GaAs on Si lasers for optical interconnect applications
Heterogeneous integration technology for silicon photonics ,
Integrated lasers and LEDs ,
Silicon photonics for telecom, datacom and interconnect
Main Researcher: Sarah Uvin
We aspire to develop a light source suitable for optical interconnects based on GaAs quantum dot epitaxy integrated on a full silicon photonics platform.
Bandwidth hungry applications such as real-time video processing, cloud computing and social networks have created the need for more powerful data centers that can sustain much higher bandwidths than a few years ago. This trend requires high-performance interconnects that can sustain high bandwidth without consuming excessive energy. Given the large temperature swings in server racks, it is particularly important to develop energy efficient solutions that operate over a very broad temperature range.
To meet these requirements, a GaAs-based quantum dot (QD) laser for operation at 1.3 um integrated on the silicon platform is proposed.
Quantum dots (tiny clusters of semiconductor material with dimensions of only a few nanometers) are sometimes referred to as "artificial atoms" because the charge carriers occupy only a restricted set of energy levels rather like electrons in an atom. Because of this quantum dot lasers can show:
• Very low threshold current densities.
• Very high temperature stability of the lasing parameters.
• Chirp free operation.
Because of the way QDs are grown, there is a Gaussian distribution of dot sizes with a corresponding Gaussian distribution of emission frequencies, called inhomogeneous broadening. This leads to a wider gain spectrum compared to conventional quantum well lasers making this material system an excellent candidate for creating multi-wavelength transmitters.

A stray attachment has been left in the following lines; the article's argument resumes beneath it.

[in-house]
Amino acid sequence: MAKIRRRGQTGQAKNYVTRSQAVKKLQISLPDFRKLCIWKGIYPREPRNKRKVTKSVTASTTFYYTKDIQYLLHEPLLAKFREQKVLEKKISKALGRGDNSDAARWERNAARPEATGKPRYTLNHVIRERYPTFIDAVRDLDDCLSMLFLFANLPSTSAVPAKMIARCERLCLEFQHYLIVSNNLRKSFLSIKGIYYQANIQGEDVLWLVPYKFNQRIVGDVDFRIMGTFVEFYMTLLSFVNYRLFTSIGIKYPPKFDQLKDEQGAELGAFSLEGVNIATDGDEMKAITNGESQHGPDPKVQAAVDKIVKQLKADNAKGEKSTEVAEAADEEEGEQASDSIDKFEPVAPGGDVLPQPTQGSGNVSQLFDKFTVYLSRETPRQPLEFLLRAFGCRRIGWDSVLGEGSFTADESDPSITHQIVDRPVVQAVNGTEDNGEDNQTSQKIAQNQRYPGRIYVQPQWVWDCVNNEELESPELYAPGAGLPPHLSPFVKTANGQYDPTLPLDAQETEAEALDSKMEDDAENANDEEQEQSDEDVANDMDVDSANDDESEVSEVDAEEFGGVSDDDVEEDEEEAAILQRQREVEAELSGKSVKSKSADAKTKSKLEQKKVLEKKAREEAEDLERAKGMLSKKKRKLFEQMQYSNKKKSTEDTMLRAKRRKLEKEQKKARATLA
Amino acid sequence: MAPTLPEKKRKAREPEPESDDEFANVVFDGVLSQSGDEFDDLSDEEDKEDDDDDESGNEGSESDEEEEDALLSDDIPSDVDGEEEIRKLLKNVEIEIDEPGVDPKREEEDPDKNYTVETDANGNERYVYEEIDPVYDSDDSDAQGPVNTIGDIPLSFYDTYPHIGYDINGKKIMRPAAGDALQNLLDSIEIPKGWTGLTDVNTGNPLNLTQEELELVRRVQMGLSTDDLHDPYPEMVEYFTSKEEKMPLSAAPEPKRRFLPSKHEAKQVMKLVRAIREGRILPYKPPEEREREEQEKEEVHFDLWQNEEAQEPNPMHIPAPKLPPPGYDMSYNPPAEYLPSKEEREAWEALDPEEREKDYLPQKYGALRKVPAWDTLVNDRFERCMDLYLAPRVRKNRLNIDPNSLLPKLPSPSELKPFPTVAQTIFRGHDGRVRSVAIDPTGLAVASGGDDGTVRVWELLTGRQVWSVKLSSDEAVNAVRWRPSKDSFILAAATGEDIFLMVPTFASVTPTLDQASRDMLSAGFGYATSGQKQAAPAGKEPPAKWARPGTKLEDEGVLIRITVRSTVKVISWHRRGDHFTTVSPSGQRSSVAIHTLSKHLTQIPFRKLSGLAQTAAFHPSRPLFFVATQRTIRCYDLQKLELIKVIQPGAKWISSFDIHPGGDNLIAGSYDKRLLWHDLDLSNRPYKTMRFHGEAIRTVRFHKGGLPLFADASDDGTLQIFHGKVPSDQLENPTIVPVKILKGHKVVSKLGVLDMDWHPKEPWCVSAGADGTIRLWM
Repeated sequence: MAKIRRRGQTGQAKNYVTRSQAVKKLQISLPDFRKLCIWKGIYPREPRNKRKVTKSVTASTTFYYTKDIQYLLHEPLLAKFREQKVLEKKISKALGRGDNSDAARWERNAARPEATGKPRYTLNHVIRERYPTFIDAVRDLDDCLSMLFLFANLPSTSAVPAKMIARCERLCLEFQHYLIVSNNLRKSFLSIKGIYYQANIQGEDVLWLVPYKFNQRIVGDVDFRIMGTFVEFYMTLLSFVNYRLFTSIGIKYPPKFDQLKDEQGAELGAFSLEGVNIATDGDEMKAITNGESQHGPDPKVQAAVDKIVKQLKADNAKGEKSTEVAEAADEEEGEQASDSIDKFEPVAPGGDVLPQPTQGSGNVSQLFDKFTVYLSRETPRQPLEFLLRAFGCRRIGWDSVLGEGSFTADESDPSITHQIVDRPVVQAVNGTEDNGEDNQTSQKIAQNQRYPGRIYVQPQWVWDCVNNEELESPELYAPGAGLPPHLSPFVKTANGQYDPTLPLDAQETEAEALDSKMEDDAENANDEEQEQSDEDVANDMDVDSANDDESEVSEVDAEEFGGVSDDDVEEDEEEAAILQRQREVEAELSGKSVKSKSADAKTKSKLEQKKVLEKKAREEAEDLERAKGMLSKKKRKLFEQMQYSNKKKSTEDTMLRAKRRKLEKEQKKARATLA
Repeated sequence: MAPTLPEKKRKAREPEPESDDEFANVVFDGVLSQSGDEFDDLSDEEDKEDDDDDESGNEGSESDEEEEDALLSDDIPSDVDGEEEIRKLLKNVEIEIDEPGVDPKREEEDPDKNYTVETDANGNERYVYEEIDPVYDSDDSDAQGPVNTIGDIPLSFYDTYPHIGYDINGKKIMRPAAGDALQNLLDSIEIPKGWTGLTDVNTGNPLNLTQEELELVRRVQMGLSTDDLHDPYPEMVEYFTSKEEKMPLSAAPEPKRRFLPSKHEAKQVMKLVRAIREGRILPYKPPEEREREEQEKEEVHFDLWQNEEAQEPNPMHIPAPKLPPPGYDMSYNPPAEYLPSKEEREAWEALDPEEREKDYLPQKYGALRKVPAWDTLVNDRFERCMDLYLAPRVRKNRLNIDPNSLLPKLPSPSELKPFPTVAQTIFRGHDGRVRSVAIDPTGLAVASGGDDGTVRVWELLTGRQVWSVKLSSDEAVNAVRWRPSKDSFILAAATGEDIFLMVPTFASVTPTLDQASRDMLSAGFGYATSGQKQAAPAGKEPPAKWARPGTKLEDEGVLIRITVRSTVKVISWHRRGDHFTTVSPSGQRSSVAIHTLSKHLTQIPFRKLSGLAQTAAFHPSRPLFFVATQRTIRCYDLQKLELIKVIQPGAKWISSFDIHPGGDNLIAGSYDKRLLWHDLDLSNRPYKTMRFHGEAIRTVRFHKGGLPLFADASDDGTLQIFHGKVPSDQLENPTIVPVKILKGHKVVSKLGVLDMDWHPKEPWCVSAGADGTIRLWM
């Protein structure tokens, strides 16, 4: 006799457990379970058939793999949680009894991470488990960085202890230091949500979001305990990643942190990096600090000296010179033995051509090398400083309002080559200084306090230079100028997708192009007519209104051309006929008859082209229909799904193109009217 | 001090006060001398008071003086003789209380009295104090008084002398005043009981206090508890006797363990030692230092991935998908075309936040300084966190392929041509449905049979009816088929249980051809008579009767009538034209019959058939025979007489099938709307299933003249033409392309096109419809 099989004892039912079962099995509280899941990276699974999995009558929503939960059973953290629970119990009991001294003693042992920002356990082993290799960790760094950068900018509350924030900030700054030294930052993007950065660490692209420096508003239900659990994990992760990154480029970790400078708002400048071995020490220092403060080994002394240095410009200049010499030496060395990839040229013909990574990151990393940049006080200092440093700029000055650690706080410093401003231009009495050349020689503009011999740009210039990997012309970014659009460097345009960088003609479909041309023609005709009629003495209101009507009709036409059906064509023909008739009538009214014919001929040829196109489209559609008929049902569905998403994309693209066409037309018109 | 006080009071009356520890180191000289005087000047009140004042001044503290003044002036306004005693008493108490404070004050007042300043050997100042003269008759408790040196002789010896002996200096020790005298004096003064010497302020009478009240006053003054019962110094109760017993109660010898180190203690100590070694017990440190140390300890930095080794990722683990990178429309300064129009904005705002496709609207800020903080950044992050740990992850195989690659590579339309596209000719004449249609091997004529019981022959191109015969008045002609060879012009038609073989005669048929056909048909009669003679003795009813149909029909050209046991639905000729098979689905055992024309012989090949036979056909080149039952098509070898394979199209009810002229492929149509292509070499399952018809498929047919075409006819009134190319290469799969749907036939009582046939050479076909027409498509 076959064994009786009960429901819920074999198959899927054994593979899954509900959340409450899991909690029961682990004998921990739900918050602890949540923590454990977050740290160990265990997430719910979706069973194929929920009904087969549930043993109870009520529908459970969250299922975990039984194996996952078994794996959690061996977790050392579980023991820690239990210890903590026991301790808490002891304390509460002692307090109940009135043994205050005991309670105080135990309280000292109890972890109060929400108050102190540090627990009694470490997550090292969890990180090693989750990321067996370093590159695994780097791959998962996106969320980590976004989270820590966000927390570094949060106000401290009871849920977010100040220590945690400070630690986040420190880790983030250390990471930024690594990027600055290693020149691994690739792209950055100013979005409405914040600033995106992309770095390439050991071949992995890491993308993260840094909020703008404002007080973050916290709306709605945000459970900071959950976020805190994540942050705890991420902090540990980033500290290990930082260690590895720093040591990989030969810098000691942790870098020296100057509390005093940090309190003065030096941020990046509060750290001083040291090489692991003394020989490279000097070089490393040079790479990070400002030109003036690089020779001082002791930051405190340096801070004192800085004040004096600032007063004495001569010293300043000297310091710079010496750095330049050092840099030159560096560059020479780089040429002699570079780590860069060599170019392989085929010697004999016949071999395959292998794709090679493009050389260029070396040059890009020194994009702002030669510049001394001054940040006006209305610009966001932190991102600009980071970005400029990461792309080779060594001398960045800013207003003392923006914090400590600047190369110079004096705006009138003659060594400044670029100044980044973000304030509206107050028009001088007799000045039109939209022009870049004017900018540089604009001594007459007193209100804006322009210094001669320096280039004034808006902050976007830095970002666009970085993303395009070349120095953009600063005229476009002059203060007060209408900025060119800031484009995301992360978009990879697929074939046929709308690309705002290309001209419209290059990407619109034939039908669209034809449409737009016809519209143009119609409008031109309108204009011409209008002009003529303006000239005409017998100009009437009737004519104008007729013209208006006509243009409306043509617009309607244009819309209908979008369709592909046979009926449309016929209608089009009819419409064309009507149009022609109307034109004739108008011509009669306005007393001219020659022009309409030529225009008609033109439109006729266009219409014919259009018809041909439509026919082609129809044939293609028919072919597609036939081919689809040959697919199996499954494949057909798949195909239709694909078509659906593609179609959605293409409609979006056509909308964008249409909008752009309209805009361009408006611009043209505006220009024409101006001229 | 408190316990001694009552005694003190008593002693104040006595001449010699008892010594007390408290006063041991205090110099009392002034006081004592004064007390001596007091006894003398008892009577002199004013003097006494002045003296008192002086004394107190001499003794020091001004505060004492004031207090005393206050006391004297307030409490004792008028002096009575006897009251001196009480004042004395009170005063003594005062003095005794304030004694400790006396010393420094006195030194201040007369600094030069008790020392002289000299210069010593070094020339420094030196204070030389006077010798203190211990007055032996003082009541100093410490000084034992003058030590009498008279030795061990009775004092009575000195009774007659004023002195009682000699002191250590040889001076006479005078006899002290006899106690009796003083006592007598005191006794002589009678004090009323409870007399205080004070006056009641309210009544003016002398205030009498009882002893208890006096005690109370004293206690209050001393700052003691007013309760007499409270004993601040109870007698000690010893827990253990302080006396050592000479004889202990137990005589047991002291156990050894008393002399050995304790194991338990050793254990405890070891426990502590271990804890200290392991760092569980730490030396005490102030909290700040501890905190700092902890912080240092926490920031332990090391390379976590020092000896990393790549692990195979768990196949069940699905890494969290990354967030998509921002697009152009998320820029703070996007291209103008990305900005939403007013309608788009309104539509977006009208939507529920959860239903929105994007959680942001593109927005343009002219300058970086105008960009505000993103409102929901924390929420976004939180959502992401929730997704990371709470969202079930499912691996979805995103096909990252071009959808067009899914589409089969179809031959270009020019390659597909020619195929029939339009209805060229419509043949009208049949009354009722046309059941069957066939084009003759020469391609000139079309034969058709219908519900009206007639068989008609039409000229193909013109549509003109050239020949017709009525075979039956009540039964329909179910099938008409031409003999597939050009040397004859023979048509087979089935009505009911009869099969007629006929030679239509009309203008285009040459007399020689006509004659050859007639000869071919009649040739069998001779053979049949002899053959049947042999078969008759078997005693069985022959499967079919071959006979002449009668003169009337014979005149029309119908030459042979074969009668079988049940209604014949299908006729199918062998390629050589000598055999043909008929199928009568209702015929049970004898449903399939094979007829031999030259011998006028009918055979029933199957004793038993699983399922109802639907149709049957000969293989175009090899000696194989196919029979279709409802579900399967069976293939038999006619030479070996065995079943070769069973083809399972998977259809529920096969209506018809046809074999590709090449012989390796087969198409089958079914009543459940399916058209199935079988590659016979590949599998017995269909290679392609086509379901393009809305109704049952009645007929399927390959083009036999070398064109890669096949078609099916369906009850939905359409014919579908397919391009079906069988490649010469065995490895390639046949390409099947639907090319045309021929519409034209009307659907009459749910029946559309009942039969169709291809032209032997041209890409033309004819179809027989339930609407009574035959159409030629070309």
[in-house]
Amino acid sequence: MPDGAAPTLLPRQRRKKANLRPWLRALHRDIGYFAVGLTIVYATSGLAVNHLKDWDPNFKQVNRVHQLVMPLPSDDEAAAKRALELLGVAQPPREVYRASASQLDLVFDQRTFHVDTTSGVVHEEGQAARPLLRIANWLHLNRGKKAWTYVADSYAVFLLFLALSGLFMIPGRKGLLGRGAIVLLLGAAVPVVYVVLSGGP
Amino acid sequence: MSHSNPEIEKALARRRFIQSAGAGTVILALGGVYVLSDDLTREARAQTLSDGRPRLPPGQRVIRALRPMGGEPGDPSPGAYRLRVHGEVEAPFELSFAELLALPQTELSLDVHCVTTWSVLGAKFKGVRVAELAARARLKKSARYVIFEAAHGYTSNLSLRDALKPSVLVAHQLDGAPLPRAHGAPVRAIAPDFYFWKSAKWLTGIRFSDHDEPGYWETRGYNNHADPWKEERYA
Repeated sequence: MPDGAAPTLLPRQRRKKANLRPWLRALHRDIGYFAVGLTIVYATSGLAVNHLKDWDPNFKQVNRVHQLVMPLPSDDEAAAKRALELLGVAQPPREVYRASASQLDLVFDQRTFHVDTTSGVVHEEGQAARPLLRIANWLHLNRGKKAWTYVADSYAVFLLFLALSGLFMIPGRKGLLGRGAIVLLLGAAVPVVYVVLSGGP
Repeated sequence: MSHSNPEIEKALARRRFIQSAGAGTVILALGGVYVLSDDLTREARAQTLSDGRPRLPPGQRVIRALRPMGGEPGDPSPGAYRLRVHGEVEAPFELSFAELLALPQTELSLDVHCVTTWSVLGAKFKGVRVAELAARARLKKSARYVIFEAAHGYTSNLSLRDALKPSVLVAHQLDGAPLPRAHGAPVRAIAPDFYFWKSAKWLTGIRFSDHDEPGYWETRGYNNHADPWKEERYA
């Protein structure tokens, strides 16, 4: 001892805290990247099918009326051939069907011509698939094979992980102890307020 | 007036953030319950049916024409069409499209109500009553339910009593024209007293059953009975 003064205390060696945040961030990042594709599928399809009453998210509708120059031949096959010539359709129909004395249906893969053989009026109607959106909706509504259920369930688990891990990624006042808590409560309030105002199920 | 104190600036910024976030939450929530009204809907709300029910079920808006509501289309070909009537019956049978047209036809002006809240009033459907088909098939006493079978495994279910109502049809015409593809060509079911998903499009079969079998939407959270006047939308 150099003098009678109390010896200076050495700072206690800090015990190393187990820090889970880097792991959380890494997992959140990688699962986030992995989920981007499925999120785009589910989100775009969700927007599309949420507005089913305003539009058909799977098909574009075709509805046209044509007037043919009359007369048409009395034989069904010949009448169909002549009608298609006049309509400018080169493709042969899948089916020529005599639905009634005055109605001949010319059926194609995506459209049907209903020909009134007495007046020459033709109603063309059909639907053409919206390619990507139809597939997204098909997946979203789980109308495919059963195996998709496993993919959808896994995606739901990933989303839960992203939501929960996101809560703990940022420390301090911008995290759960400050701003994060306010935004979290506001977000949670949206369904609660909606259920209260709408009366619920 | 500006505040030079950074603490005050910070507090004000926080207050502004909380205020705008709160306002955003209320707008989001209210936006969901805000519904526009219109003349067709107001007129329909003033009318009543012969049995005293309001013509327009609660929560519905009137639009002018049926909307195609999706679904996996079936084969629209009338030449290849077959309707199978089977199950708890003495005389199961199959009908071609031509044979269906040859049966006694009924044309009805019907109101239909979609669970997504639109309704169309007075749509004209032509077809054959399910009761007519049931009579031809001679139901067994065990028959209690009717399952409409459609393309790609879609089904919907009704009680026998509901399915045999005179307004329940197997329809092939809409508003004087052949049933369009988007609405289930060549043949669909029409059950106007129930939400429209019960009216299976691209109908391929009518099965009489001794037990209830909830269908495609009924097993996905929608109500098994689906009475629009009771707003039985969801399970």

Recently, a lot of effort has gone into the creation of bulk GaAs quantum dot lasers. However, the integration of these devices on silicon transceiver ICs has yet to be demonstrated. This has to be realized using a scalable approach that accommodates the ever increasing required aggregate bandwidths which are projected to go beyond 1 Terabit/s. To this end, different laser types will be considered in the course of this research.
Other people involved:
Related Research Projects
PublicationsBack to overview
S. Uvin, S. Kumari, A. De Groote, S. Verstuyft, G. Lepage, P. Verheyen, J. Van Campenhout, G. Morthier, D. Van Thourhout, G. Roelkens,
1.3 um InAs/GaAs quantum dot DFB laser integrated on a Si waveguide circuit by means of adhesive die-to-wafer bonding, Optics Express, 26(14), p.18302-18309 doi:10.1364/oe.26.018302 (2018) .
E.P. Haglund, S. Kumari, J. Goyvaerts, J.S. Gustavsson, R. Baets, G. Roelkens, A. Larsson,
Vertical-Cavity Silicon-Integrated Lasers by Bonding and Transfer Printing, IEEE International Semiconductor Laser Conference (ISLC), United States, p.241-242 doi:10.1109/ISLC.2018.8516256 (2018).
Frontiers in III-V laser integration on silicon photonic integrated circuits, 26th International Semiconductor Laser Conference (ISLC 2018) (invited), United States, p.71-72 doi:10.1109/islc.2018.8516171 (2018) .
S. Uvin, S. Kumari, A. De Groote, S. Verstuyft, G. Morthier, D. Van Thourhout, G. Roelkens,
InAs/GaAs quantum dot 1.3um DFB laser heterogeneously integrated on a silicon waveguide circuit, European Conference on Integrated Optics (ECIO, Spain, p.Th.2.A.3-HRP (2018) .
Z. Wang, M. Pantouvaki, G. Morthier, C. Merckling, J. Van Campenhout, D. Van Thourhout, G. Roelkens,
Heterogeneous Integration of InP Devices on Silicon, the 28th International Conference on Indium Phosphide and Related Materials (IPRM) (invited), Japan, p.paper ThD1-1 (2016) .